Stopgap Bill On Track, Buying Time for Budget Showdown

Congressional officials in both parties said Friday that the House and Senate are on track to pass a three-week stopgap measure to buy more time for negotiations between the Obama administration and Capitol Hill Republicans on a longer-term budget bill.

US Capitol Building with cash
US Capitol Building with cash

A spokesman for Senate Majority Leader Harry Reid says the measure would include $6 billion in spending cuts as the price for the extra time for talks.

Those cuts are expected to be relatively non-controversial and include tapping accounts that would have been used for lawmakers' home state earmarks that were already banned. Other cuts are likely to be programs already targeted by Obama for big cuts or outright termination.

"We're still in talks with the House on a three-week CR with $6 billion in cuts, most of which have already been proposed by Democrats," said Jon Summers, a spokesman for Reid, D-Nev.

The stopgap continuing resolution would keep the government operating at 2010 levels through April 8, which means there is one month to wrap up slow-moving talks on bigger legislation to fund the day-to-day operating budgets of government agencies through the Sept. 30 end of the budget year.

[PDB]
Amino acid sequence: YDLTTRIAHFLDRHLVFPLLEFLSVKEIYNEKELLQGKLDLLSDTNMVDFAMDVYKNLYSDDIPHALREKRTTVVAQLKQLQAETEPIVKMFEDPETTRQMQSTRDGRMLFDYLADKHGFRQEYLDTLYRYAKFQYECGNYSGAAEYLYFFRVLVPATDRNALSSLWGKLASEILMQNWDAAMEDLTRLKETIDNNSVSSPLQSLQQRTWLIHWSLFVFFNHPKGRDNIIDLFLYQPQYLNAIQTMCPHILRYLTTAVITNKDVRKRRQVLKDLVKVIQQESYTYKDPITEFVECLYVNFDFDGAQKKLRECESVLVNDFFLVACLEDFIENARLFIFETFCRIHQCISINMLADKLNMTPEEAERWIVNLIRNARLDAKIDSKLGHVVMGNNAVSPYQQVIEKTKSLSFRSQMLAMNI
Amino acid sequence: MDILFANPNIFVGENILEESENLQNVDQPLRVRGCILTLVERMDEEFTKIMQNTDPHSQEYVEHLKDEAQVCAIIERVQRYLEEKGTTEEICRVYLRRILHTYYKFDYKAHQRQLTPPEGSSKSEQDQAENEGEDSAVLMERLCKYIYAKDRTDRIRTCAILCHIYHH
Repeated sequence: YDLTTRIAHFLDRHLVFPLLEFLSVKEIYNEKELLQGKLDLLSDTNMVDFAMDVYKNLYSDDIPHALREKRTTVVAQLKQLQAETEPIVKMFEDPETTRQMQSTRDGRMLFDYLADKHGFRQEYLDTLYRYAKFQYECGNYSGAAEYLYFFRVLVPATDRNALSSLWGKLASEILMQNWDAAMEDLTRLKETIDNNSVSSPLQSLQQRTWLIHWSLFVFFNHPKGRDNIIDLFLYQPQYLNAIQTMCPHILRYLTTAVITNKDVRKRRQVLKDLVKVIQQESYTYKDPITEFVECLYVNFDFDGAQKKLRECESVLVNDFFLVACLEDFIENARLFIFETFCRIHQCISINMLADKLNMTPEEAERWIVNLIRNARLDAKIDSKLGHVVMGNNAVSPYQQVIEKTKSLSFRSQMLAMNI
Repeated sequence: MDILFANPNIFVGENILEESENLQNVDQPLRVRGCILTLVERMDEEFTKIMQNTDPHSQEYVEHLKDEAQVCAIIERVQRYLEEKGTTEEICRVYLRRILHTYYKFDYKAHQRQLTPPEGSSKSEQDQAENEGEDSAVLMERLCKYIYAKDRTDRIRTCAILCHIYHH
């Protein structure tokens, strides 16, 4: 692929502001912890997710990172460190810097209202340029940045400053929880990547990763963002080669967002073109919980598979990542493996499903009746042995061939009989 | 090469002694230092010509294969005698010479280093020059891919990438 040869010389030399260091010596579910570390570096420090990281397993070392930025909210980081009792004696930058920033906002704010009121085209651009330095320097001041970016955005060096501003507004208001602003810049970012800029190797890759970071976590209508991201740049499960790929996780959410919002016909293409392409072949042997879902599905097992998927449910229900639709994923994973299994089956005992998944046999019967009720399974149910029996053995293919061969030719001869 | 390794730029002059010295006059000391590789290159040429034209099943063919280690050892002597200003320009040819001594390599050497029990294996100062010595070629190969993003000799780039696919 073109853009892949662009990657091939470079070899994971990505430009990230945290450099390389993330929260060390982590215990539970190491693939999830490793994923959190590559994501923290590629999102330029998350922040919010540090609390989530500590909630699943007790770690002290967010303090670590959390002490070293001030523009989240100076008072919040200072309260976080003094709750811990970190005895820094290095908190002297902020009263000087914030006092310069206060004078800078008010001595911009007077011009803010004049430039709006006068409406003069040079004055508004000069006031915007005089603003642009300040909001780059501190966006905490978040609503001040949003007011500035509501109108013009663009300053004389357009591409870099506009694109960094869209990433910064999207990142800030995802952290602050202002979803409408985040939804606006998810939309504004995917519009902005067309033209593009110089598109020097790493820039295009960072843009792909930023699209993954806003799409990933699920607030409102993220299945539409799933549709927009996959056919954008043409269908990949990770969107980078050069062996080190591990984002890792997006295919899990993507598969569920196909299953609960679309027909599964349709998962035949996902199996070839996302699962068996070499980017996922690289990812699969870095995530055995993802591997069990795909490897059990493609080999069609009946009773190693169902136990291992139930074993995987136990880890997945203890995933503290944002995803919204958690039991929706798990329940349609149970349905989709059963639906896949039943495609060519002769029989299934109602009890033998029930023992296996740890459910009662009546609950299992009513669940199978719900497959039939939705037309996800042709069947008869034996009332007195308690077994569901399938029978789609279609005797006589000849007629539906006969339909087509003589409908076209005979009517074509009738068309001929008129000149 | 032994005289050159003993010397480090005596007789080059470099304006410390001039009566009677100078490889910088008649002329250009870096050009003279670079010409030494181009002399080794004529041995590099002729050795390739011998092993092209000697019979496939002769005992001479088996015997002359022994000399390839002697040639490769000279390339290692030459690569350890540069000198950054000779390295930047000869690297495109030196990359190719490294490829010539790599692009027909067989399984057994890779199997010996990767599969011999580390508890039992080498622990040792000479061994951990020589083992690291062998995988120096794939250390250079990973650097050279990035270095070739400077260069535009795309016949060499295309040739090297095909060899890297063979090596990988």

Republicans are demanding steep cuts but Democrats vow to protect education and other programs.

Talks on closing a gap of about $50 billion between the two sides — led by Vice President Joe Biden — haven't progressed very far, in part because Biden has been on a diplomatic mission in Europe this week. But leaders on both sides also spent much of the week sniping at each other in a daily volley of press releases and news events.

The only visible action has been a pair of votes in the Senate on the House-passed GOP plan and a Democratic alternative. Both measures fell well short of a majority, much less the 60 votes that were required under Senate procedures.

But Democrats claimed the legislative two-step actually represented progress since it proved to House Republicans that their bill can't pass the Senate and that tea party-backed freshmen need to show flexibility.

At issue is legislation to fund the day-to-day operating budgets of every federal agency and provide a $158 billion infusion for military operations in Iraq and Afghanistan. Both bills officially total about $1.2 trillion, though roughly half of that has already been spent as the government has operated at last year's spending levels for almost half of the budget year that began Oct. 1.